Top 25 musical EastEnders facts

This year marks the 25th anniversary of EastEnders since it first aired in 1985.

This year marks the 25th anniversary of EastEnders since it first aired in 1985.  To celebrate the landmark and in honour of the live episode airing tonight, PRS for Music has looked into some top musical facts about one of our favourite soaps of all time…

Simon May composed the EastEnders theme music. He also wrote Nick Berry's (Simon Wicks) hit number 'Every Loser Wins'.

The theme tune airs for 24 seconds (48 seconds per episode). Played back to back since the programme first aired (3,940 episodes) it would play consecutively for 18.76 days.

PRS for Music has 99 different recordings of the EastEnders theme tune registered on its system, featuring a diverse collection of artistes: From steel bands to marching bands and Richard Clayderman to comedians Leigh Francis, Harry Hill and Bill Bailey. There's even a Welsh language version by Clychau called Lleisiau’r Gweunyd.

The 9 ‘duff duff’ drum beats have become an iconic part of the programme.  Simon May’s brief was for something distinctive and melodic. ‘They wanted something with a hook so that if people heard the theme tune when they were out in the garden, they'd come into the house to watch the show.’

Three singles have been released off the back of the theme tune:

  1. “Anyone Can Fall in Love" recorded in 1986 by EastEnders cast member Anita Dobson (Angie Watts), and produced by her husband, Queen guitarist Brian May. It reached number four in the charts.
  2. "Glory Be" a hymn performed on the BBC's Songs of Praise in 1988
  3. "I'll Always Believe in You" another vocal version released by Sharon Benson in 1993.
  4. The theme tune has been remixed twice from the original version.
  5. 1993, a jazzed up version was aired which proved unpopular with viewers and was replaced with the original version just 11 months later.
  6. From 7 September 2009, the theme tune was rescored by Simon May to include stronger drum beats and more background percussion
  7. In 2008, a survey by PRS for Music in conjunction with Saros Research, revealed that the EastEnders theme was more recognisable than the national anthem "God Save the Queen”
  8. The theme tune was nominated for an Ivor Novello Award in 1985 for Best TV Theme and in 1987 it won the Television and Radio Industries Club Award for Best TV Theme Music
  9. EastEnders has been regularly broadcast in up to 73 countries around the world including Australia, New Zealand, US and Canada, South Korea and South Africa. EastEnders is also shown on the British Forces Broadcasting Service's main TV channel taking it to places like Afghanistan, Belize and on board HMS ships across the world.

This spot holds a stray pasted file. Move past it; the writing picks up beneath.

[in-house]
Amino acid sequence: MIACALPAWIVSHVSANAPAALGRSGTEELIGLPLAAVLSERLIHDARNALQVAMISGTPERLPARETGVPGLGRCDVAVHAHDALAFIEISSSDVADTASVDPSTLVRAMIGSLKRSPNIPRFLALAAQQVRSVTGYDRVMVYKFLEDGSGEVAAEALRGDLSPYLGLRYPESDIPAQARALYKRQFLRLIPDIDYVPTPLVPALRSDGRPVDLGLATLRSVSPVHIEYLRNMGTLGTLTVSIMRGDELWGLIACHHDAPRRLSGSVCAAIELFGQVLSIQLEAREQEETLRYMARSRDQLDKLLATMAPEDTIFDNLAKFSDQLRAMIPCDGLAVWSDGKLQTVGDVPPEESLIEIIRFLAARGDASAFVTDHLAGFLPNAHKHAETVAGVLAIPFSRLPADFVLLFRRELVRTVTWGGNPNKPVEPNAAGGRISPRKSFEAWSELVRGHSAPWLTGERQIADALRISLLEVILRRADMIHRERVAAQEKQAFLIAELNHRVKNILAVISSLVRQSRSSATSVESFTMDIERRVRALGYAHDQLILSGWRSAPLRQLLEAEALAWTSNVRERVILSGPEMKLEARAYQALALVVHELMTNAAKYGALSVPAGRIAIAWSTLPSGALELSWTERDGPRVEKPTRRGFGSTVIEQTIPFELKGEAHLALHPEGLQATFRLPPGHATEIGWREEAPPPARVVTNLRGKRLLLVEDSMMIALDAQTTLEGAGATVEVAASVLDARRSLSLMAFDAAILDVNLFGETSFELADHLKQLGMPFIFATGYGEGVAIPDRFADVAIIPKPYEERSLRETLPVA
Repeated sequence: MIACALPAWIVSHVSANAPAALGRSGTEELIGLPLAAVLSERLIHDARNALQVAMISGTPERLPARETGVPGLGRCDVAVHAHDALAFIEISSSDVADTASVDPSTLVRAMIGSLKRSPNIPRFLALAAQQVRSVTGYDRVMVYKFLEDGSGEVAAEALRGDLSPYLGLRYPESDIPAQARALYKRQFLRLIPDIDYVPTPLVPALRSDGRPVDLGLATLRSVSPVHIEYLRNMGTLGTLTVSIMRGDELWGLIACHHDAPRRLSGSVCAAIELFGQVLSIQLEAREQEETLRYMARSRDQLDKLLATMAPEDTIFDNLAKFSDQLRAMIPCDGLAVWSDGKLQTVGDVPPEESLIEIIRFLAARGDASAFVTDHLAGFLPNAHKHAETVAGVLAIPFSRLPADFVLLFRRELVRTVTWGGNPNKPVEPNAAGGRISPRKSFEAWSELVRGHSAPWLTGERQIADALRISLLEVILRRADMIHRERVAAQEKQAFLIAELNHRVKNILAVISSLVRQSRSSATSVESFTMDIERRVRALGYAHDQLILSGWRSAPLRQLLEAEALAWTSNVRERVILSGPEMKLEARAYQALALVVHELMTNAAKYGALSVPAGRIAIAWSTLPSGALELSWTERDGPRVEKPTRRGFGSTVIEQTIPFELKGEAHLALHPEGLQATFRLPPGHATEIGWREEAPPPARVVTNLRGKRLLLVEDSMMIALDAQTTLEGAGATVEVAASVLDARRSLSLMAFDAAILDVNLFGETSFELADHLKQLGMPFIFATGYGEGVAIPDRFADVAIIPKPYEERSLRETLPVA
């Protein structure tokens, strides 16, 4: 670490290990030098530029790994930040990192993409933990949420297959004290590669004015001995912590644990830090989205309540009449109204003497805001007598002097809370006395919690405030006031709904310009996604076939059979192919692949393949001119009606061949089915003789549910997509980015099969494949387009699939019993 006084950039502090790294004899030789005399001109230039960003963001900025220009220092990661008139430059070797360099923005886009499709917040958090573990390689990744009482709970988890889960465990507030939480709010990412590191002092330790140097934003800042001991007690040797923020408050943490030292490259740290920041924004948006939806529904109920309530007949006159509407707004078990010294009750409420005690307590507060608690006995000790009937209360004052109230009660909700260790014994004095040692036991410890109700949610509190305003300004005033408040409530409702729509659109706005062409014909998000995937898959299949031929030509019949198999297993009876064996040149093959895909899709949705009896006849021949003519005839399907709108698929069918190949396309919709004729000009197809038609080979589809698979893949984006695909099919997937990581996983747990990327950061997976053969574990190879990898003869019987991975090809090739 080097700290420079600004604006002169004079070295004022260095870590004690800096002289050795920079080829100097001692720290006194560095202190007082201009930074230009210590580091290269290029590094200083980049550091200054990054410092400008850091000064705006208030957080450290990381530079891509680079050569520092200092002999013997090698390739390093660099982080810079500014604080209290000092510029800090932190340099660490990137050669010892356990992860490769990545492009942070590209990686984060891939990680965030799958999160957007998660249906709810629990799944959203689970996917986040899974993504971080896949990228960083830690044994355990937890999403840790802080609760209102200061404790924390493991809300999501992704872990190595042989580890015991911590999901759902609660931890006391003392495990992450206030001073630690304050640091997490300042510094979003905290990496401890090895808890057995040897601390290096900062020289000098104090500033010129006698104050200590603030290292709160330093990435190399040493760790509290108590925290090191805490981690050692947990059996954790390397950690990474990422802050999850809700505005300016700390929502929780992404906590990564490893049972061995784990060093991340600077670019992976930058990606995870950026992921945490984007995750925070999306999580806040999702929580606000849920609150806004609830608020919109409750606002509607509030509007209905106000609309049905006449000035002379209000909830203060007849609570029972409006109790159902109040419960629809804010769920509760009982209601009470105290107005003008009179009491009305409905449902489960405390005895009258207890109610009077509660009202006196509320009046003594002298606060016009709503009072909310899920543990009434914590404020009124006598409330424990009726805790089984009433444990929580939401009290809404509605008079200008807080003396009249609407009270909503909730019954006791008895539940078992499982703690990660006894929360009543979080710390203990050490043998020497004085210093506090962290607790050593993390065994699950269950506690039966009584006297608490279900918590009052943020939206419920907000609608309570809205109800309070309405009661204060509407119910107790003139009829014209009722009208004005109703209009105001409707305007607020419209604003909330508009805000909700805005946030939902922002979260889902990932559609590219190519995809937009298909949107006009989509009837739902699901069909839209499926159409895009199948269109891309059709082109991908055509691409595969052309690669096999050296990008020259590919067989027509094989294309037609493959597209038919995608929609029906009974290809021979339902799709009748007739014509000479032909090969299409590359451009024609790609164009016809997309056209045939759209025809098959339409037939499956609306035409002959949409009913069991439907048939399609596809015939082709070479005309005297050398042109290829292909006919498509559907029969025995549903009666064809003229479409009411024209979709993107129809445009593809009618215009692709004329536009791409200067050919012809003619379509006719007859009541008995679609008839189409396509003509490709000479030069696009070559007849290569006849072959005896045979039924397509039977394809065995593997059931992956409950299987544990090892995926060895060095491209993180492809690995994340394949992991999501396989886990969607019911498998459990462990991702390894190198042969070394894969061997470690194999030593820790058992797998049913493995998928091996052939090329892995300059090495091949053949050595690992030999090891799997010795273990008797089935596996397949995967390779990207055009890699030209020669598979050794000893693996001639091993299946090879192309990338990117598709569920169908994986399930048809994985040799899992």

10. Eastenders has spurred a host of musical stars.  Some of the cast that have made the leap from soap star to pop star include:
  11. Nick Berry 
    Played: Simon Wicks 1985-1990 
    Biggest hit: Every Loser Wins (No 1 in 1986)
  12. Anita Dobson 
    Played: Angie Watts 1985-1988 
    Biggest hit: Anyone can fall in love (No 4 in 1986)
  13. Aidan Brosnan 
    Played: Sean Maguire 1993 
    Biggest hit: Good Day (No 12 in 1996)
  14. Martine McCutcheon 
    Played: Tiffany Mitchell 1995-1998 
    Biggest hit: Perfect Moment (No 1 in 1999)
  15. Michele Gayle
    Played: Hattie Tavernier 1990-1993                   
    Biggest hit: "Sweetness" (Number 4, September 1994)

The chords used are diatonic, with no chromatic alterations.  The main melody is scored for a piano, which has been described as having a "pub sing-a-long feel" to it. 

The tune is also doubled by a whistle, and there are two rhythmic permeations, a dotted crotchet-quaver moving the music forward, and a two-quaver hand-clap on the fourth beat of every other bar. In the remixed version it was rescored to include stronger drum beats and more background percussion.

Simon May says of the piece ‘Initially I wrote something I thought would match the programme. The producers hated every aspect of it, but that made it easy, because all I had to do was the polar opposite of what I'd written before.’

Effort number two hit the spot, with the composer tapping into the cosmopolitan mix of the show's characters to write an upbeat theme to balance the gritty story lines.

‘I subliminally put in a sitar and gave it a bit of a West Indian feel,’ he reveals. ‘You won't hear that now, but it was there. Then there's the whistle at the end that encapsulates the warmth of the Cockney characters that we all meet in life.’

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